NUMERICAL AND EXPERIMENTAL STUDY OF BIO-INSPIRED VIBRATION SENSING AND ISOLATION DEVICES: INTEGRATION OF BIOMIMETICS AND 3D PRINTING TECHNOLOGY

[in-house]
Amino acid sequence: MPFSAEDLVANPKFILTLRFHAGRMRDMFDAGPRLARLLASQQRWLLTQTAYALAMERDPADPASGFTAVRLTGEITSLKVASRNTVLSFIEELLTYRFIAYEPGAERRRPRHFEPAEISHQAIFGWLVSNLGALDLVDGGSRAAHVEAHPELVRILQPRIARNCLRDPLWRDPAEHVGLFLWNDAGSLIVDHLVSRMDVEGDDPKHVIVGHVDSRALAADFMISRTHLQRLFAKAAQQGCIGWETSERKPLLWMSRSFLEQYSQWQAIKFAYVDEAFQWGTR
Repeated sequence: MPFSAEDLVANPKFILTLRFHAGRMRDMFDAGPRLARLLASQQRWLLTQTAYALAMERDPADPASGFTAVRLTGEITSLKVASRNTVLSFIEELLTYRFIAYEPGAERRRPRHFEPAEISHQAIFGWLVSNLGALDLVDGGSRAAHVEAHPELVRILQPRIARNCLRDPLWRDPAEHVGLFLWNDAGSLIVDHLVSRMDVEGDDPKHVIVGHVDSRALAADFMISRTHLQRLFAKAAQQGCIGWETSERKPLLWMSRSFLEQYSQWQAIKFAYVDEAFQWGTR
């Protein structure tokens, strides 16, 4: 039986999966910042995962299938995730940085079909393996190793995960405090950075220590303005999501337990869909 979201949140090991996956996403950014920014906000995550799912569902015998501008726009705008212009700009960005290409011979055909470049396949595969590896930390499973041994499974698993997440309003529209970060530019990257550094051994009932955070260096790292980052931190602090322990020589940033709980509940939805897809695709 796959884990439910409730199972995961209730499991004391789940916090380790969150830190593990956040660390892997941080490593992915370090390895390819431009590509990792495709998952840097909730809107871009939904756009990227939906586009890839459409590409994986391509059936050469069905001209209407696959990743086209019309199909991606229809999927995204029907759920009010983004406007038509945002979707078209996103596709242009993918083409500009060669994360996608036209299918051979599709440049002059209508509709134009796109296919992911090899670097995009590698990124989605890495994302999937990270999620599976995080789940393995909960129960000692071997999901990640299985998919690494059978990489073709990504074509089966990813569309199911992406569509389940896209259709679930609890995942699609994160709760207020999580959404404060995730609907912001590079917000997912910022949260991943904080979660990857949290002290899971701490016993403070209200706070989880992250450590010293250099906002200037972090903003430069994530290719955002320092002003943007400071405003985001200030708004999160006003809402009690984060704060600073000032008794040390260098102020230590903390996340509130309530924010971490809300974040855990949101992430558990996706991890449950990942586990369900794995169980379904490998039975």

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Statocyst is the balancing and sensing organ of the cephalopods (octopus, squid and cuttlefish). Previous studies have shown the macula/statolith part of the statocyst is the linear acceleration sensing system of the water particle motion. Although a few differences primarily in gross morphology exist, the macula/statolith part of the statocyst shows a striking number of similarities in structure and function among different cephalopods. In this study, the macula/statolith part of the statocyst is investigated by means of mechanics method. Specifically, based on the geometry and material property of macula/statolith from three cephalopod species (Octopus vulgaris, Sepia officinalis and Loligo vulgaris), a second order dynamic oscillator model was used to simulate its frequency response to the water particle motion. The acceleration detection threshold spectra comparison between the modeling analysis and the experiment data verifies that the cephalopods are sensitive to the water particle motion (acceleration) in the low (infrasound) frequency range. As an integral part of this research, the characteristics of kinocilia bundle which is the mechanoreceptive part of macula/statolith are also studied by interpreting the interaction between kinocilia bundle and statolith in a fluid-structure-interaction (FSI) numerical model. A parametric study of the kinocilia/statolith numerical model is conducted to improve the understanding of the sensing mechanism of the kinocilia bundle interaction with the statolith. Inspired by this interaction phenomenon, a bio-inspired vibration sensor and a bio-inspired isolation element are conceptually developed and numerically studied. The numerical simulation result implies that the frequency response behavior observed in the kinocilia bundle model from FSI analysis is also seen in both engineering designs, and this behavior could be equivalently described by the Maxwell model and SLS model for these two designs, respectively. Lastly, by taking advantage of 3D printing technology, a prototype bio-inspired vibration sensor was fabricated in the lab and subsequently tested to characterize its sensing behavior. A comparison between the experimental data and predictions from a theoretical model suggests that the frequency response of the bio-inspired sensor design is equivalent to the convolution of the frequency response of a 2nd-order oscillator and the sensor's inner beam. This unique feature enables the development of two potential motion sensor designs (jerk sensor and velocity sensor).